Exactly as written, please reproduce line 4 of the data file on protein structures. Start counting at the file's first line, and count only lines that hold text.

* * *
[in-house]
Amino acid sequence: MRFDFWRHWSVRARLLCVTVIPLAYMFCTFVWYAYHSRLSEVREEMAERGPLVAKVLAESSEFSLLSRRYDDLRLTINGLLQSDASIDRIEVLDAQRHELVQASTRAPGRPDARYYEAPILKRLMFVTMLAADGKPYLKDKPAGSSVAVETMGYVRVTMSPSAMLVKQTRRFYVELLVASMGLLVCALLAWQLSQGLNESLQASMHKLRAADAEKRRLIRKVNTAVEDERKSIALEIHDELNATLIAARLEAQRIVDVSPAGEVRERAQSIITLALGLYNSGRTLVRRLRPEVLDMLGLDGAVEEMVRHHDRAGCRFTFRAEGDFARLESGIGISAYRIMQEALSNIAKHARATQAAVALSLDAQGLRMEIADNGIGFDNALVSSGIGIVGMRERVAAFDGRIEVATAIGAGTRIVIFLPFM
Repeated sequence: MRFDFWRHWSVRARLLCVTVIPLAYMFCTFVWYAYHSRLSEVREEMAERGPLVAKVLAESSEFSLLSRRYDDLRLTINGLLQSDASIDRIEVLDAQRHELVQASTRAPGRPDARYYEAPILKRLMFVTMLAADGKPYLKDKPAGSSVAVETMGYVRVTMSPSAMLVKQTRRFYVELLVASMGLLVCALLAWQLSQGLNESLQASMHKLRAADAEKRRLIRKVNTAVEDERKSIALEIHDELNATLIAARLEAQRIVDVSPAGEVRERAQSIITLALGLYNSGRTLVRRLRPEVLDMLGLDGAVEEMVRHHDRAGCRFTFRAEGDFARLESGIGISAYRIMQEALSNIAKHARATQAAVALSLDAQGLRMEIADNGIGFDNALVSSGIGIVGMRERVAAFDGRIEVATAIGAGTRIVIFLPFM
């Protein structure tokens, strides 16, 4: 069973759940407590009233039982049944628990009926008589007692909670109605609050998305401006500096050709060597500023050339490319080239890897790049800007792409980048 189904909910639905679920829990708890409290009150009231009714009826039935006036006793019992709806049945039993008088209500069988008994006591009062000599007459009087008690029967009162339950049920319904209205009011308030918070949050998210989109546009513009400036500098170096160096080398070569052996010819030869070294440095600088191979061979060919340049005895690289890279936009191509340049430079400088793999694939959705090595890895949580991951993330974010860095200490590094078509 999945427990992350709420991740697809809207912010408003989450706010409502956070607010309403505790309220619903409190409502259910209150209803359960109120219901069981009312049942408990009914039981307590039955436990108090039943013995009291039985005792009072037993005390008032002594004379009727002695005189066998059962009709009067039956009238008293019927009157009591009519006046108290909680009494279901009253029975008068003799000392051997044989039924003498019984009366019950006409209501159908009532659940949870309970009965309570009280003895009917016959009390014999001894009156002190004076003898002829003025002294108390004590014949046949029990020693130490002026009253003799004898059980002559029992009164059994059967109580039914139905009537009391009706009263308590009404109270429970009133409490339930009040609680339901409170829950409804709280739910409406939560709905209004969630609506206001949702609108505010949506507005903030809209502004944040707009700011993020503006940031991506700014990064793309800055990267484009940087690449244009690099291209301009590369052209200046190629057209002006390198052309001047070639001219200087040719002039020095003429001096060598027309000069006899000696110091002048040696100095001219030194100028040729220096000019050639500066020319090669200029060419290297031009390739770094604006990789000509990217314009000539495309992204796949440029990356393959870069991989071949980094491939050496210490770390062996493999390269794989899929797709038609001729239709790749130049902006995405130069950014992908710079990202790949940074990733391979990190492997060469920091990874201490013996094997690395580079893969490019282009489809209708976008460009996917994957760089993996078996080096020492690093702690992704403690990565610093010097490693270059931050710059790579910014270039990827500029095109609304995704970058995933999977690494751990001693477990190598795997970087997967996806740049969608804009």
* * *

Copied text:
């Protein structure tokens, strides 16, 4: 069973759940407590009233039982049944628990009926008589007692909670109605609050998305401006500096050709060597500023050339490319080239890897790049800007792409980048 189904909910639905679920829990708890409290009150009231009714009826039935006036006793019992709806049945039993008088209500069988008994006591009062000599007459009087008690029967009162339950049920319904209205009011308030918070949050998210989109546009513009400036500098170096160096080398070569052996010819030869070294440095600088191979061979060919340049005895690289890279936009191509340049430079400088793999694939959705090595890895949580991951993330974010860095200490590094078509 999945427990992350709420991740697809809207912010408003989450706010409502956070607010309403505790309220619903409190409502259910209150209803359960109120219901069981009312049942408990009914039981307590039955436990108090039943013995009291039985005792009072037993005390008032002594004379009727002695005189066998059962009709009067039956009238008293019927009157009591009519006046108290909680009494279901009253029975008068003799000392051997044989039924003498019984009366019950006409209501159908009532659940949870309970009965309570009280003895009917016959009390014999001894009156002190004076003898002829003025002294108390004590014949046949029990020693130490002026009253003799004898059980002559029992009164059994059967109580039914139905009537009391009706009263308590009404109270429970009133409490339930009040609680339901409170829950409804709280739910409406939560709905209004969630609506206001949702609108505010949506507005903030809209502004944040707009700011993020503006940031991506700014990064793309800055990267484009940087690449244009690099291209301009590369052209200046190629057209002006390198052309001047070639001219200087040719002039020095003429001096060598027309000069006899000696110091002048040696100095001219030194100028040729220096000019050639500066020319090669200029060419290297031009390739770094604006990789000509990217314009000539495309992204796949440029990356393959870069991989071949980094491939050496210490770390062996493999390269794989899929797709038609001729239709790749130049902006995405130069950014992908710079990202790949940074990733391979990190492997060469920091990874201490013996094997690395580079893969490019282009489809209708976008460009996917994957760089993996078996080096020492690093702690992704403690990565610093010097490693270059931050710059790579910014270039990827500029095109609304995704970058995933999977690494751990001693477990190598795997970087997967996806740049969608804009």